I recently watched a New Yorker video featuring one of their copy editors, Mary Norris, who is also known as the Comma Queen. She talked about the verbing of nouns a term which in itself breaks the rule of not using nouns as verbs. This rule or dictum is enforced by the New Yorker in the case of some nouns such as impact. She states that the New Yorker will not allow its authors to use impact as a verb. For example, I found this dictum about not verbing impacted my writing.
I’ve thought about the verbing of nouns some and have written about it some on other occasions. My conclusion is that I don’t like it, but occasionally find myself using the bastard words.
I am all in favor of keeping the English language alive, but I see little need to take the lazy way out which is what I think much verbing is.
Let’s look at one of the examples Mary uses: She suggests that writing something impacted you is a less satisfactory way of saying something had an impact on you. I agree. Verbed nouns grate on my ears much as the word “moist” does on other ears. Accessorize, prioritize, federalize, incentivize. Ewww.
I’m trying to think of an example of an acceptable mutation. Hmm, I wonder if mutate is a verbing of mutation. There, maybe I thought of one word that might be acceptable, since to mutate is to make a specific kind of change.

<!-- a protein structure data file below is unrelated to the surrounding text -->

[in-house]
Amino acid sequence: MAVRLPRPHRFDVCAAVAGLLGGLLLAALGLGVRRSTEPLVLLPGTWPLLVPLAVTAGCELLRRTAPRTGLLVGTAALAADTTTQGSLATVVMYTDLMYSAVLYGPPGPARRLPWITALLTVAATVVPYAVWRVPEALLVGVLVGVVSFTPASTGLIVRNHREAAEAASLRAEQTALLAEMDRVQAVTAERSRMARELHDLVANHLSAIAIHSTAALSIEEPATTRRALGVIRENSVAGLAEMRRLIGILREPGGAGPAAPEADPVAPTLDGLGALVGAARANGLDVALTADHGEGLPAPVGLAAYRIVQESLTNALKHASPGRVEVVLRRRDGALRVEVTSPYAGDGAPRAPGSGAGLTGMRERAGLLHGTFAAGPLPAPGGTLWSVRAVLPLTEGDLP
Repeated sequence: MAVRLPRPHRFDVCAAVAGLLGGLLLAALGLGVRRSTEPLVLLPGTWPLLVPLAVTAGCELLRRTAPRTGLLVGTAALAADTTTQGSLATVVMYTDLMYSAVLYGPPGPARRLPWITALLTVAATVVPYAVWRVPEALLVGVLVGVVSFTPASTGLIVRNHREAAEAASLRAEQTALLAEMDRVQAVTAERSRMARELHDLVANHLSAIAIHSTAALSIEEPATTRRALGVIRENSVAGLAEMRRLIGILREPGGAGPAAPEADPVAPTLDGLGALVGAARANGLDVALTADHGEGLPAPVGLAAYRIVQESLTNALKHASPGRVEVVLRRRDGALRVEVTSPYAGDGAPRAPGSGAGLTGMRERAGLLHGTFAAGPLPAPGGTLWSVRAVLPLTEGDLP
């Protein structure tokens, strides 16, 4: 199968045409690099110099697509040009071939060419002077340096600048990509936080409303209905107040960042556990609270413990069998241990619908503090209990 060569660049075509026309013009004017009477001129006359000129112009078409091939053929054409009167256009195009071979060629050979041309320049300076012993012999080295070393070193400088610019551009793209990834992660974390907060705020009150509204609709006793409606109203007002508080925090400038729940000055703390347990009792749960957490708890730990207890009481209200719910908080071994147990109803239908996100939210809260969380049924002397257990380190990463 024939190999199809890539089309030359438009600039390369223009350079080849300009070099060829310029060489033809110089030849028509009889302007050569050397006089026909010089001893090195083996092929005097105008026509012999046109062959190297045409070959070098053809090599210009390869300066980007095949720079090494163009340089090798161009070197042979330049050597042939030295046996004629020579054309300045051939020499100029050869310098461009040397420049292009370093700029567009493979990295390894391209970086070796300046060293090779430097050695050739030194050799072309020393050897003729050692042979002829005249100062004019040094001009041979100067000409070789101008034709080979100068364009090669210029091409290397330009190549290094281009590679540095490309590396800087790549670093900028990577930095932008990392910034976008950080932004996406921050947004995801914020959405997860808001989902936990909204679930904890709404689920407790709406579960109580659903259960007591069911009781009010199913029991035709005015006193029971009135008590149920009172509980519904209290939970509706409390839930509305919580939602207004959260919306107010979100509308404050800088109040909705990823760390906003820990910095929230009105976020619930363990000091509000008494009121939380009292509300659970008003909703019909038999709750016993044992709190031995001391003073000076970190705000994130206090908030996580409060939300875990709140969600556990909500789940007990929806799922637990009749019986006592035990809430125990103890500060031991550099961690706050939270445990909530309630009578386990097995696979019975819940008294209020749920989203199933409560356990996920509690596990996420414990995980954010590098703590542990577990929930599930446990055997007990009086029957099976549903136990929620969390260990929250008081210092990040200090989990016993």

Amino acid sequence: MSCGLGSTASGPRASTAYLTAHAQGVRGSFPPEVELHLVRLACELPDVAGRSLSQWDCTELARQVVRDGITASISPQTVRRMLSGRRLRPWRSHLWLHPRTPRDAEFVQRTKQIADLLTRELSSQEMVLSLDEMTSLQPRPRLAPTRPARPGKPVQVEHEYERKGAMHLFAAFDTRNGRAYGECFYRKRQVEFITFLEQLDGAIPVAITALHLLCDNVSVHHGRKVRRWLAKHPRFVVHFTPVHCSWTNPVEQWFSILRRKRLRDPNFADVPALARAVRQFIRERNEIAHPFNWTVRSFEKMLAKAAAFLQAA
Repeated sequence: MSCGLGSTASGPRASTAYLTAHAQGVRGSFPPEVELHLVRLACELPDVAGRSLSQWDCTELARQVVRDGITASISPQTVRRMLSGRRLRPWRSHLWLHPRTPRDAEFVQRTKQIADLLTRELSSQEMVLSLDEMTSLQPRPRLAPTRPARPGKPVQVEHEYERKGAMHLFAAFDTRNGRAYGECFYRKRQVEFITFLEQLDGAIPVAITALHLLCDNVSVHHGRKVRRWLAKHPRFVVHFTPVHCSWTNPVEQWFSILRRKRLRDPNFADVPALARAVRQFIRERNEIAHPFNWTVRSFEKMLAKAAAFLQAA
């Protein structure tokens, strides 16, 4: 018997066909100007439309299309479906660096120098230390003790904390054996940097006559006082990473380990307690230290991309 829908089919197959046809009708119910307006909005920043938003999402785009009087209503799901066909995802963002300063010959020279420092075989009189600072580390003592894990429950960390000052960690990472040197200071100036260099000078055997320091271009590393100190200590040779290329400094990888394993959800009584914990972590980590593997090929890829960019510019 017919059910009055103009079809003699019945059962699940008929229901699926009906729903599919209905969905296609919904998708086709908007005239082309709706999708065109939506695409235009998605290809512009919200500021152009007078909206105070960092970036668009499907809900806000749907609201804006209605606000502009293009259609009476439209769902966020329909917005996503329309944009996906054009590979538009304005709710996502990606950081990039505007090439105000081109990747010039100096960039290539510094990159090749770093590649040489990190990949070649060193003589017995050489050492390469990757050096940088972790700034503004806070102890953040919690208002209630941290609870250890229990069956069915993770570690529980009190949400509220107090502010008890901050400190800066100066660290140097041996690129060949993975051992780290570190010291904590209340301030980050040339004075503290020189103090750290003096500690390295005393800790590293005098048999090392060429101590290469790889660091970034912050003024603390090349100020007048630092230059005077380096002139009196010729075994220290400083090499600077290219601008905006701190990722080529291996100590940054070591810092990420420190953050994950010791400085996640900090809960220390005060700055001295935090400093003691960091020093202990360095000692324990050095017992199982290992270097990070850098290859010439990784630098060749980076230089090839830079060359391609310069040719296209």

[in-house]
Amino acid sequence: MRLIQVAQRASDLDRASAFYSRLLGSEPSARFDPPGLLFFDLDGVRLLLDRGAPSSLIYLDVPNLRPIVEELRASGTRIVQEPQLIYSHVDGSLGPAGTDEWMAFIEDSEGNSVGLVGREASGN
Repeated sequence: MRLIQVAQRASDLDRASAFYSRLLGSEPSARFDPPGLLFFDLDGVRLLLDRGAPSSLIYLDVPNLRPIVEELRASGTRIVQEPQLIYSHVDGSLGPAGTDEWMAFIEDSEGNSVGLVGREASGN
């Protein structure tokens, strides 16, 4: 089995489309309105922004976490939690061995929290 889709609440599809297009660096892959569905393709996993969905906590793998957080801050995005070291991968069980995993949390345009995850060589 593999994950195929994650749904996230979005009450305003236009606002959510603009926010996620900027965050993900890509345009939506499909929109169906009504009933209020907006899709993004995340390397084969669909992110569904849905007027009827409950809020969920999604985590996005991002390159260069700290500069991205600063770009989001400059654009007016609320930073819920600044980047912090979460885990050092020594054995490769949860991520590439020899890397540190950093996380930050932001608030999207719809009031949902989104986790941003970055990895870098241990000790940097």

I looked both words up. Turns out mutation is the nouning of the verb, mutate. Oh no. whole new group of words to examine for okayness. This is going to keep me busy for quite a while.
I’ve come to the conclusion that if we didn’t noun verbs, our language would become cumbersome, indeed. For example, a runner is a person who runs. It’s a lot easier just to noun that verb rather than affix the clause, “a person who…” does whatever,” ad inifinitum.
While this usage seems perfectly acceptable to me, I still cringe at the verbing of nouns.
As Whitman wrote, “Do I contradict myself? Very well, then I contradict myself, I am large, I contain multitudes.” $133.42